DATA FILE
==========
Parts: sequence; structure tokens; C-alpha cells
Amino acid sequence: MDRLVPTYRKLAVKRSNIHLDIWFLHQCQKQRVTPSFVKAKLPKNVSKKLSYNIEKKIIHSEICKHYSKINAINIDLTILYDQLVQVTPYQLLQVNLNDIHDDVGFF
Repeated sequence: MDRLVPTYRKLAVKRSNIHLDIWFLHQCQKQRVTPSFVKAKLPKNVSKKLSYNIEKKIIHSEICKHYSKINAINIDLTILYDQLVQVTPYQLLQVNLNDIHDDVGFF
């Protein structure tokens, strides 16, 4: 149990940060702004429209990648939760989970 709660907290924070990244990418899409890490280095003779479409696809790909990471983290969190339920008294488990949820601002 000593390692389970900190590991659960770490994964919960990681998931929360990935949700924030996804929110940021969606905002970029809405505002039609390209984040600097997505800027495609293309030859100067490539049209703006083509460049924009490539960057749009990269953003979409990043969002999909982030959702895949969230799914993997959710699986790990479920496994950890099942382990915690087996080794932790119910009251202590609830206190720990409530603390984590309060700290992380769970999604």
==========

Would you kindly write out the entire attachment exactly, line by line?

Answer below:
Parts: sequence; structure tokens; C-alpha cells
Amino acid sequence: MDRLVPTYRKLAVKRSNIHLDIWFLHQCQKQRVTPSFVKAKLPKNVSKKLSYNIEKKIIHSEICKHYSKINAINIDLTILYDQLVQVTPYQLLQVNLNDIHDDVGFF
Repeated sequence: MDRLVPTYRKLAVKRSNIHLDIWFLHQCQKQRVTPSFVKAKLPKNVSKKLSYNIEKKIIHSEICKHYSKINAINIDLTILYDQLVQVTPYQLLQVNLNDIHDDVGFF
């Protein structure tokens, strides 16, 4: 149990940060702004429209990648939760989970 709660907290924070990244990418899409890490280095003779479409696809790909990471983290969190339920008294488990949820601002 000593390692389970900190590991659960770490994964919960990681998931929360990935949700924030996804929110940021969606905002970029809405505002039609390209984040600097997505800027495609293309030859100067490539049209703006083509460049924009490539960057749009990269953003979409990043969002999909982030959702895949969230799914993997959710699986790990479920496994950890099942382990915690087996080794932790119910009251202590609830206190720990409530603390984590309060700290992380769970999604």